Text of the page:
Patrick Sisson - Writer, Journalist, Cultural Documentarian, Music Lover

Movement Politics

AIA Oculus

Summer 2020

As our understanding of the machinations and mysteries of coronavirus evolve, one of the pathogen’s striking features is how it targets the weakest among us. Indeed, it’s hard to imagine a recovery that doesn’t focus, in large part, on helping these vulnerable populations.

The toll of the virus on cities, and the corresponding response from local leaders, may follow a similar logic. As it becomes clear that COVID-19 is hitting low-income, marginalized populations more—highlighting weak spots in social safety nets and the transportation systems that support essential workers—it becomes imperative that cities like New York plan to bounce back in ways that confront these issues head-on. “Leading cities are doing what’s needed now to create a safe and equitable environment,” says David Miller, director of international diplomacy for C40, a coalition of global cities fighting climate change. “Cities that are focused on using this opportunity to become more resilient and lower carbon will have far better health and economic outcomes.” The clarifying nature of a major crisis offers blueprints for cities to not just survive, but improve. Different places will come out of coronavirus shutdowns and shelter-in-place orders at different points, and with vastly different resources.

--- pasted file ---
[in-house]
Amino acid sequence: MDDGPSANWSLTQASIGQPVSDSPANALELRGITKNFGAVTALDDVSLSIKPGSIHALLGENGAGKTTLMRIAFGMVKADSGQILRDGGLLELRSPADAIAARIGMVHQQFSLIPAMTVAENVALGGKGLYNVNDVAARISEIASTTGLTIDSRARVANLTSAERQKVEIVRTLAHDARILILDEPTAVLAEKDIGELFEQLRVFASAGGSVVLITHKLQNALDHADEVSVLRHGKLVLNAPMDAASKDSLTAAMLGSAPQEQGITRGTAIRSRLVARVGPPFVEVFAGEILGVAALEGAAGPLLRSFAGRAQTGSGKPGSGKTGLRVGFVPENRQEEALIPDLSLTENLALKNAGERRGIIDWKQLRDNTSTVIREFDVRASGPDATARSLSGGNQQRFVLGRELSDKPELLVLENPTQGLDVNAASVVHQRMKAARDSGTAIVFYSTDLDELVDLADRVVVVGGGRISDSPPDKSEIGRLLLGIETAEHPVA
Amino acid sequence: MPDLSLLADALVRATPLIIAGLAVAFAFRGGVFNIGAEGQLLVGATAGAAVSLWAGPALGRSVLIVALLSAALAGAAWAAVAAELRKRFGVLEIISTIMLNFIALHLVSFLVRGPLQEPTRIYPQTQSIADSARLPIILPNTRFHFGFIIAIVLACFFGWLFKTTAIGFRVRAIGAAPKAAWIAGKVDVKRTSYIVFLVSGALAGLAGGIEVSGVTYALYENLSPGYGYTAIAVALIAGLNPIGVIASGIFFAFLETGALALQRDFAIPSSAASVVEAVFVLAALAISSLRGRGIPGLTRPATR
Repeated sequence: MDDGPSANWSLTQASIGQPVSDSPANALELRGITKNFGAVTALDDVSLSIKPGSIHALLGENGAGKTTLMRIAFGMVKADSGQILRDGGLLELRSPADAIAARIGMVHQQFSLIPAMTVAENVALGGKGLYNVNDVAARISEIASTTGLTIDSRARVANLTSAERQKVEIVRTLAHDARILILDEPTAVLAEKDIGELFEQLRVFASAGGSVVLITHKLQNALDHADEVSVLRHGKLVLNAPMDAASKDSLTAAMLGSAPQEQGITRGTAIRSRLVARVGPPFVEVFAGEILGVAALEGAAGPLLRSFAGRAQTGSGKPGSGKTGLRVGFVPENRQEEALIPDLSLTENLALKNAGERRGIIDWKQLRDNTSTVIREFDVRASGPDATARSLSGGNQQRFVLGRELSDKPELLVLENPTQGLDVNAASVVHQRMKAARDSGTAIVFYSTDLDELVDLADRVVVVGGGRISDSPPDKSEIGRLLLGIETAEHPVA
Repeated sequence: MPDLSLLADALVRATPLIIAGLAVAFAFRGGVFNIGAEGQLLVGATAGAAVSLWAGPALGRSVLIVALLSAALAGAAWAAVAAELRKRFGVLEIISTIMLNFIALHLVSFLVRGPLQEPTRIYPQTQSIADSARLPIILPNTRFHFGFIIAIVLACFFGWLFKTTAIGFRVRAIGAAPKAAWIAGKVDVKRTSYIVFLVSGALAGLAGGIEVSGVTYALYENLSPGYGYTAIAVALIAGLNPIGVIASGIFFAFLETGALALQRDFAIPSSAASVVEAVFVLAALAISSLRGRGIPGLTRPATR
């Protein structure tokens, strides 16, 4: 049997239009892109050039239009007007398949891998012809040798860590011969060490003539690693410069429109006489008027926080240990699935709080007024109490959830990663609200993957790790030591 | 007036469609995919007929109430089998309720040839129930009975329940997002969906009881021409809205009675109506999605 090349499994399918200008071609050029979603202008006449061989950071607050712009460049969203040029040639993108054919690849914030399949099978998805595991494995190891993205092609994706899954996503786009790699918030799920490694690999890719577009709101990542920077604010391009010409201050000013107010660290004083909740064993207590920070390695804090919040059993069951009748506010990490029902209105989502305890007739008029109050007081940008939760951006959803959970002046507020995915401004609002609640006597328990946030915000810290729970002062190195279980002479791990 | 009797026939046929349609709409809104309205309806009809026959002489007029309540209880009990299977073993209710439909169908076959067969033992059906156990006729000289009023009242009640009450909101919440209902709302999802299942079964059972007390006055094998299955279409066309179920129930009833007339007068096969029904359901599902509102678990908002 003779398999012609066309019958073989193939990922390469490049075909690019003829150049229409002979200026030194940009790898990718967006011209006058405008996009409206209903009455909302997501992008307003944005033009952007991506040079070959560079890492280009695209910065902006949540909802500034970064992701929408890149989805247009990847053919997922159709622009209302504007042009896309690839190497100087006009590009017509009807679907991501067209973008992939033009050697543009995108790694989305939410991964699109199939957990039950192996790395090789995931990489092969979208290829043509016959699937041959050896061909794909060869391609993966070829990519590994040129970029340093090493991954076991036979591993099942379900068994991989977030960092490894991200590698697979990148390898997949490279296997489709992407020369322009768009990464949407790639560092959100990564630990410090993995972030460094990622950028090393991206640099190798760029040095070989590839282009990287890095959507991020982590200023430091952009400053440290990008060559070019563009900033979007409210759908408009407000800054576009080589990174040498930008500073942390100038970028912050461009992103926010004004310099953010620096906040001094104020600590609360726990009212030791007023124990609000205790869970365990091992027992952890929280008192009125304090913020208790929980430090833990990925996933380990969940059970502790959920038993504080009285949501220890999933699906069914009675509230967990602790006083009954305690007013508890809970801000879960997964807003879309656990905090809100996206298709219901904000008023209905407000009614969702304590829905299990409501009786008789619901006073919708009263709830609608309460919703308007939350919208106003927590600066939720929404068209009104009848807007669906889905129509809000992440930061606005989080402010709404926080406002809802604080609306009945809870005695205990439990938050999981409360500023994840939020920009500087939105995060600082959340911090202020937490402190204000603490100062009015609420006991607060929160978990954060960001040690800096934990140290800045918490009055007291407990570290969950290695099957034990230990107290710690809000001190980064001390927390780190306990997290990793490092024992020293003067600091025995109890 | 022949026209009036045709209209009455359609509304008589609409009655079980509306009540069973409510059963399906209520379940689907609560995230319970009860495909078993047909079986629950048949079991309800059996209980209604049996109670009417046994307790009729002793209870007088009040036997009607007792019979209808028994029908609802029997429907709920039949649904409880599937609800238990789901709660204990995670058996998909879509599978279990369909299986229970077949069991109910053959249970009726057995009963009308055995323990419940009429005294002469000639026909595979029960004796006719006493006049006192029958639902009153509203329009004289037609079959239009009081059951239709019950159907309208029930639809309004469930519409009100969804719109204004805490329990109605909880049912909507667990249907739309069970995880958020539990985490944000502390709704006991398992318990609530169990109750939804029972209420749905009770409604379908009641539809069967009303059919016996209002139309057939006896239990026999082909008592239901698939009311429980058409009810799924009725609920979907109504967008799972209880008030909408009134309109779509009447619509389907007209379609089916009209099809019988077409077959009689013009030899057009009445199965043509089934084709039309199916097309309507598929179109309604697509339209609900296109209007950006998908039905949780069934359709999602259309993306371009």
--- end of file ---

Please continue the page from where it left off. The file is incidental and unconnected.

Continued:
“The essence of New York City is that it’s the one city in North America that has a truly robust public transit system,” says Rob Goodwin, architectural design director for the New York office of Perkins and Will. “Now that we can’t use it in the same way, what does that mean for New York as an urban space?” After contending with the worst outbreak in the United States, New York City still finds itself with familiar challenges: inequalities concerning transit access, an underfunded public transit system, and a pedestrian safety crisis. But like cities across the globe, it also must contend with new hurdles: recreating a vibrant public square, restarting a moribund economy, and reimagining public transit at a time when riders fear enclosed, crowded spaces. “The worst-case scenario for post-COVID responses is that everyone is afraid of transit and jumps back in their personal cars, and congestion explodes,” says Allison Arieff, a New York Times columnist and the editorial director of SPUR, a Bay Area urbanism think tank.“